I still use my DSLR occasionally and dip into the forums of other brands but I don't see any issues or concerns being reported there. In fact they celebrate the video facility on their cameras by commenting on which Hollywood films and TV shows use their cameras for production purposes.

IMDB actually list which films and TV programmes use which cameras in their production and hopefully we will see Oly entering the list of high performing video cameras in the credits too.

Video may be a facility that some do not or will not use but then again we only use 4 of the 16 programmes on our washing machine.

Ricoh
12th February 2015, 06:18 PM
Has anyone expressed 'fear'?

latestarter
12th February 2015, 06:24 PM
Has anyone expressed 'fear'?

Is there any basis for such "concern", "paranoia" or "doubt"?

Like you I prefer some genuine basis to raising such doubts other than what one person may "think"may be a negative quality about a product with a "potential" to go wrong.

Zuiko
13th February 2015, 07:58 AM
I wonder if there is a video forum in which they are praising the improvements in the E-M5 but lamenting the fact that it also has a "useless" stills feature? :D

art frames
13th February 2015, 08:48 AM
I wonder if there is a video forum in which they are praising the improvements in the E-M5 but lamenting the fact that it also has a "useless" stills feature? :D

On most video forums they mostly are looking at quite detailed aspects of video performance.

Try this one which is about halfway through the thread (so after it was announced and with some filmmakers sharing what they had shot with loaned cameras)

http://www.eoshd.com/comments/topic/7938-637-megapixel-raw-with-the-e-m5-ii-and-finally-24p-at-77mbit/?page=4

Interesting that some are looking to trade up from the EM1.

Being able to shoot in flat profile, and without any compression is important and an issue with Olympus. The IS system allowing run and gun operating without a steadying rig is a real plus. So mixed reviews but mostly impressed.

They don't tend to talk about 'stills' as they are filmmakers. Most cameramen I work with tend to be spending huge amounts on gear and are incredibly knowledgeable (to me).

Peter

Rawcoll
13th February 2015, 09:05 AM
The trouble with any survey is that it is likely to get responses from a particular demographic, so ultimately it comes down to what it is intended for. My guess is that folk who log on to this forum will be inclined to not desire video. That's OK, and it will be interesting to know the outcome. But, if Olympus wants to know, it has got to find out what photographers from all walks of life would like, not just this "select" band. Whether we like it or not, there are I think many out there who would take the inclusion of video seriously, and that is a market that other camera brands are targetting. So it comes down to whether Olympus can afford not to compete.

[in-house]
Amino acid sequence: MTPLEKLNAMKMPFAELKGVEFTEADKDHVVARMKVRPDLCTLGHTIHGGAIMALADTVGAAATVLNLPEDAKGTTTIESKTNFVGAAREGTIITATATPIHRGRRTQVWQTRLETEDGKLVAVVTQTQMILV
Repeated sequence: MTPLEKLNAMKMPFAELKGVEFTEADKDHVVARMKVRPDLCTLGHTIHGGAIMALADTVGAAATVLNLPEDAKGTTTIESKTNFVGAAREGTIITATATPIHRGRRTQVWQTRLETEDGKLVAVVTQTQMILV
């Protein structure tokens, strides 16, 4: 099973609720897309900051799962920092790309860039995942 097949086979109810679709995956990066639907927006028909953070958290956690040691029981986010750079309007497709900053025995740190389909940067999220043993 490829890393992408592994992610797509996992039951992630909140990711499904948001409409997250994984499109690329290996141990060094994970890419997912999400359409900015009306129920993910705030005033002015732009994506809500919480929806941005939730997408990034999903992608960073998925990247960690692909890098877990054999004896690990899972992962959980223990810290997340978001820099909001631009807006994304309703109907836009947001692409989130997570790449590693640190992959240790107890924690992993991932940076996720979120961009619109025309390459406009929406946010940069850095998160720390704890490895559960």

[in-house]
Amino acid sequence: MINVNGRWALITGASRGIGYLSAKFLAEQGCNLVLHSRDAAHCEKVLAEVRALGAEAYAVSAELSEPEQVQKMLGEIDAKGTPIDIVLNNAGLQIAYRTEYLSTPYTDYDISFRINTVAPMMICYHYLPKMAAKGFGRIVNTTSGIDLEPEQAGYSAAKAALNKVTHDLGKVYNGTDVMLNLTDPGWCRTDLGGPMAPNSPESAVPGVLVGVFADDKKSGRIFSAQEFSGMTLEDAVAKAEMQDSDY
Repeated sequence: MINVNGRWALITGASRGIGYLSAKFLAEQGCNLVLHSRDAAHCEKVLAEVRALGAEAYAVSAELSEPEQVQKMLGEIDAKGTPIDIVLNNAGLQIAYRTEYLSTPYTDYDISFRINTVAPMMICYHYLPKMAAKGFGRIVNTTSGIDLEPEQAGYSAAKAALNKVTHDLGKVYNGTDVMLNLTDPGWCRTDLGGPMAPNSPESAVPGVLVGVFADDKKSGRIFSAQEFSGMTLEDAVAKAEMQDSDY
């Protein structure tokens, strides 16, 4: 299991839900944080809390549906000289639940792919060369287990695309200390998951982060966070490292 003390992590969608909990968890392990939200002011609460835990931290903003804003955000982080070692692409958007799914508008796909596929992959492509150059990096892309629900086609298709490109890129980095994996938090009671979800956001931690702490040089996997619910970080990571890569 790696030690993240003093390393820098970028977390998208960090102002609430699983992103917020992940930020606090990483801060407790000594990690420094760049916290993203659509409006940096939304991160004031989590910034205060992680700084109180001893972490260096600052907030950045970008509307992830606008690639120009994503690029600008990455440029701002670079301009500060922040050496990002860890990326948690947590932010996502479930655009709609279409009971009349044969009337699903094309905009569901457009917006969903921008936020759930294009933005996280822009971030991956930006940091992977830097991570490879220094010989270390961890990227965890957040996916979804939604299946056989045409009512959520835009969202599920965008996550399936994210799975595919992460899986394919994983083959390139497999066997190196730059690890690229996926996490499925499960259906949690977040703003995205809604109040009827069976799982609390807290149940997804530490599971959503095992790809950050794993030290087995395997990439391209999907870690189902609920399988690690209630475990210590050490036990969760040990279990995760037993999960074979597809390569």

Me? well I never had any interest in video until the grandchildren came along, and then I found it useful during a holiday in Iceland, trying to record the scale of the waterfalls and bubbling mud pools. And then, of course, there's all that extra software you can buy and get to grips with :rolleyes:. So you don't know until you try! It has its place in my world, but not to any serious extent. A more useful feature to have, in my view, than all those gimmicky "art filters", though YVMD!

Zuiko
13th February 2015, 09:10 AM
On most video forums they mostly are looking at quite detailed aspects of video performance.

Try this one which is about halfway through the thread (so after it was announced and with some filmmakers sharing what they had shot with loaned cameras)

http://www.eoshd.com/comments/topic/7938-637-megapixel-raw-with-the-e-m5-ii-and-finally-24p-at-77mbit/?page=4

Interesting that some are looking to trade up from the EM1.

Being able to shoot in flat profile, and without any compression is important and an issue with Olympus. The IS system allowing run and gun operating without a steadying rig is a real plus. So mixed reviews but mostly impressed.

They don't tend to talk about 'stills' as they are filmmakers. Most cameramen I work with tend to be spending huge amounts on gear and are incredibly knowledgeable (to me).

Peter

Thanks for the link, Peter. It's clear (as I suspected) that there are a lot of potential customers who have video as a main priority and are at least considering Olympus. No signs of a video v stills debate, though. *chr

Zuiko
13th February 2015, 09:12 AM
The trouble with any survey is that it is likely to get responses from a particular demographic, so ultimately it comes down to what it is intended for. My guess is that folk who log on to this forum will be inclined to not desire video. That's OK, and it will be interesting to know the outcome. But, if Olympus wants to know, it has got to find out what photographers from all walks of life would like, not just this "select" band. Whether we like it or not, there are I think many out there who would take the inclusion of video seriously, and that is a market that other camera brands are targetting. So it comes down to whether Olympus can afford not to compete.

Me? well I never had any interest in video until the grandchildren came along, and then I found it useful during a holiday in Iceland, trying to record the scale of the waterfalls and bubbling mud pools. And then, of course, there's all that extra software you can buy and get to grips with :rolleyes:. So you don't know until you try! It has its place in my world, but not to any serious extent. A more useful feature to have, in my view, than all those gimmicky "art filters", though YVMD!